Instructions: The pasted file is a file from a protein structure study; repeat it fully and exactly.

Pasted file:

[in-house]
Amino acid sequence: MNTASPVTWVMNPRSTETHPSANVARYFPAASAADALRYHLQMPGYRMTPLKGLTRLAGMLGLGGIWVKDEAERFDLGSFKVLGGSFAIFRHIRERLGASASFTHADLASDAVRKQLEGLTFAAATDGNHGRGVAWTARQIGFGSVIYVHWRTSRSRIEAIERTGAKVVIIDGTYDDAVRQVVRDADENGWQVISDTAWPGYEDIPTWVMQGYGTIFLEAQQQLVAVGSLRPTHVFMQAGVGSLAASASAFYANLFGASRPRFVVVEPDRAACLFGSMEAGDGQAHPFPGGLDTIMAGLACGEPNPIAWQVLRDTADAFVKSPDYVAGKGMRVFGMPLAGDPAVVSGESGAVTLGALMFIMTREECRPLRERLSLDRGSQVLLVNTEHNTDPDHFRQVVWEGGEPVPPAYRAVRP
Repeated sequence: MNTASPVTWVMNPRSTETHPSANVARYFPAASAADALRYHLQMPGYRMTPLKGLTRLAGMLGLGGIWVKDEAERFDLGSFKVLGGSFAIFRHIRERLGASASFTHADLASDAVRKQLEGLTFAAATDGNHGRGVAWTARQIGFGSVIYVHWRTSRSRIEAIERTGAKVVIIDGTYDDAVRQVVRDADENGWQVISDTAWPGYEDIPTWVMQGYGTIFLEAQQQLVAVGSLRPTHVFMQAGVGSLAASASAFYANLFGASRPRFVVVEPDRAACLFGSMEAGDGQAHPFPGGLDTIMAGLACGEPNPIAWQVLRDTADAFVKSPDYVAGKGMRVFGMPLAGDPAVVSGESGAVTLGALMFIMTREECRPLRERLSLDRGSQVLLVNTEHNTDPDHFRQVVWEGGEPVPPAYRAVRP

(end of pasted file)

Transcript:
[in-house]
Amino acid sequence: MNTASPVTWVMNPRSTETHPSANVARYFPAASAADALRYHLQMPGYRMTPLKGLTRLAGMLGLGGIWVKDEAERFDLGSFKVLGGSFAIFRHIRERLGASASFTHADLASDAVRKQLEGLTFAAATDGNHGRGVAWTARQIGFGSVIYVHWRTSRSRIEAIERTGAKVVIIDGTYDDAVRQVVRDADENGWQVISDTAWPGYEDIPTWVMQGYGTIFLEAQQQLVAVGSLRPTHVFMQAGVGSLAASASAFYANLFGASRPRFVVVEPDRAACLFGSMEAGDGQAHPFPGGLDTIMAGLACGEPNPIAWQVLRDTADAFVKSPDYVAGKGMRVFGMPLAGDPAVVSGESGAVTLGALMFIMTREECRPLRERLSLDRGSQVLLVNTEHNTDPDHFRQVVWEGGEPVPPAYRAVRP
Repeated sequence: MNTASPVTWVMNPRSTETHPSANVARYFPAASAADALRYHLQMPGYRMTPLKGLTRLAGMLGLGGIWVKDEAERFDLGSFKVLGGSFAIFRHIRERLGASASFTHADLASDAVRKQLEGLTFAAATDGNHGRGVAWTARQIGFGSVIYVHWRTSRSRIEAIERTGAKVVIIDGTYDDAVRQVVRDADENGWQVISDTAWPGYEDIPTWVMQGYGTIFLEAQQQLVAVGSLRPTHVFMQAGVGSLAASASAFYANLFGASRPRFVVVEPDRAACLFGSMEAGDGQAHPFPGGLDTIMAGLACGEPNPIAWQVLRDTADAFVKSPDYVAGKGMRVFGMPLAGDPAVVSGESGAVTLGALMFIMTREECRPLRERLSLDRGSQVLLVNTEHNTDPDHFRQVVWEGGEPVPPAYRAVRP